On October 1, 1977, Cassidy resurfaced with the sophomore effort “Born Late.” The album generated two hit singles. The first “Hey Deanie” (1978), which was written by Eric Carmen, who also wrote his previous hit, “That's Rock 'n' Roll,” reached No. 7 on the Billboard Hot 100 and became a gold record. The next single, a remake of John Sebastian's hit, “Do You Believe in Magic” (1978), became a top forty hit on the Billboard Hot 100 (#31). The third studio album “Under Wraps” followed on July 1, 1978. The album hardly reached the Top 40 on the Billboard charts and enjoyed less commercial success that its predecessors. The single “Teen Dream” (1978) failed to make it on the Billboard Hot 100. It became an early indication that Cassidy's teen idol status was beginning to lose its force.
On the acting front, Cassidy starred along with Parker Stevenson in the ABC television series “The Hardy Boys/Nancy Drew Mysteries,” where they played amateur detective brothers Joe and Frank Hardy, respectively. The show ran for three seasons from January 30, 1977 until January 14, 1979. The role later brought him TV Land nominations for Favorite Crimestopper Duo (shared with Stevenson) and Favorite Teen Dream – Male.
In 1979, Cassidy made his television movie bow as Roger Meyers on the ABC drama “Like Normal People,” in which he was nominated for a 1980 Young Artist Award for Best Juvenile Actor in a TV Series or Special for his performance. The same year, on July 1, 1979, he released the fourth studio album “Room Service,” which was poorly received and did not chart on the Billboard chart. The single “Our Night” peaked at No. 80 on the Billboard Hot 100. Still in 1979, Warner Bros. released “That's Rock 'N' Roll Live,” a live album his 1979 concert tour.
On September 1, 1980, Cassidy released the fifth studio album “Wasp.” It marked his second album not to chart on the Billboard and his final studio album as well. He would make a comeback attempt to music in 1989, but proved to be unsuccessful. The single “Memory Girl” (released in Germany only) became his last hit in Europe.
Cassidy returned to series television as a regular when he assumed the role of Dave Stoller in the comedy/drama series “Breaking Away,” which was based on the 1979 film of the same name by Peter Yates. The series ran for a season from November 29, 1980 to January 10, 1981.
Throughout the remainder of the 1980s, Cassidy continued on to land roles on television. He starred as David Dischinger in the made for television film “ Breakfast with Les and Bess” (1985), opposite Mark Humphrey and Bill Kemp, played the role of Dusty Walker in the soap “General Hospital” (1987), co-starred with Willie Nelson and Richard Widmark on the western telepic “Once Upon a Texas Train” (CBS,1988) and had a supporting role as Edmund Jr. in the ABC television movie “Roots: The Gift” (1988), which marked his last on screen appearance. He landed episodes of “Murder, She Wrote” (1987), “Matlock” (1988) and “ Alfred Hitchcock Presents” (1988). However, for most part of the 1980s and early 1990s, Cassidy focused on stage acting. He appeared in productions such as “Mass Appeal,” “The Subject Was Roses,” “Diary of a Hunger Strike” (won a Dramalogue award for Best Actor) “Dangerous Music,” “ Bus Stop” and “Pass/Fail.” He made his Broadway debut in Willy Russell's “Blood Brothers” (1993), with his half-brother David Cassidy, which marked his last acting credits to date.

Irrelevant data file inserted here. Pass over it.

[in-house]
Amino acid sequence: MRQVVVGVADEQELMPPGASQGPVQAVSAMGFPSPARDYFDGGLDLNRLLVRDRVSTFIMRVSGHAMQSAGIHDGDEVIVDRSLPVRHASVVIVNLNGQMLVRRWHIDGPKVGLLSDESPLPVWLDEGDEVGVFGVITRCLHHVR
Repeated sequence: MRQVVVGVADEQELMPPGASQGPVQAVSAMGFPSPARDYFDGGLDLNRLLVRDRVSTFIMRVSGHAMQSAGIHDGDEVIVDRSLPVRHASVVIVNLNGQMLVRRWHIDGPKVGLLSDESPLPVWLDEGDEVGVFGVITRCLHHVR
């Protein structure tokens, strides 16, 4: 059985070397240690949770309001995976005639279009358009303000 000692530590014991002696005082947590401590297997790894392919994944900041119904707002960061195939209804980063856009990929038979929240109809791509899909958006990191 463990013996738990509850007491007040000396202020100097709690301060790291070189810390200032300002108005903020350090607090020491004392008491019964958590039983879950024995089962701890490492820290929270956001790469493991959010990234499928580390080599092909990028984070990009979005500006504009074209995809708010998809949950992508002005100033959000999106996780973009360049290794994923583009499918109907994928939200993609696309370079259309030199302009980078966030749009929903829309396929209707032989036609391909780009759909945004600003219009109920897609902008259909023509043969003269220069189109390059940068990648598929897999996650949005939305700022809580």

After music and acting, Cassidy tried his hand in writing and producing in the early 1990s. He made his debut as writer/producer with “Strays” (1991), a television horror film starring Kathleen Quinlan, Timothy Busfield and Claudia Christian. He then wrote the TV film “Midnight Run for Your Life” (1994), starring Melora Walters, Richard Herkert and Jennifer Manasseri. In 1995, Cassidy created and produced the horror series “American Gothic,” with Sam Raimi as executive producer. The show premiered on CBS on September 22, 1995, but was canceled after a single season on July 11, 1996. In 1997, he co-created and executive produced the fantasy series “Roar,” which starred Heath Ledger and Sebastian Roché. The show, however, also had a short life and was canceled after eight episodes aired. He also wrote the television series “Players” (1997) and created and executive produced “Hollyweird” (1998).
Cassidy served as executive producer on the USA Network comedy/drama series “Cover Me: Based on the True Life of an FBI Family,” starring Peter Dobson and Melora Hardin. The show ran for a season of 25 episodes between March 5, 2000 and March 24, 2001. He also wrote an episode called “Just Act Normal” (2000). In 2001, he wrote three episodes of “The Agency”, a CBS television drama series that was created by Michael Frost Beckner and was executive produced by Michael Frost Beckner, Shaun Cassidy Productions and Radiant Productions in association with Universal Network Television and CBS Productions. Cassidy next executive produced four episodes of “Cold Case” (2003) and wrote and executive produced episodes of the WB short lived drama “The Mountain” (2004-2005) before creating the science fiction/drama series “Invasion,” which was produced by Shaun Cassidy Productions and Warner Bros. Television. The show ran on ABC from September 21, 2005 until May 17, 2006.
In 2009, Cassidy created and executive produced the short lived sitcom “Ruby & the Rockits,” which ran on the ABC Family from July 21, 2009 to September 22, 2009. The show starred his brothers Patrick and David, with the later also composing the theme music.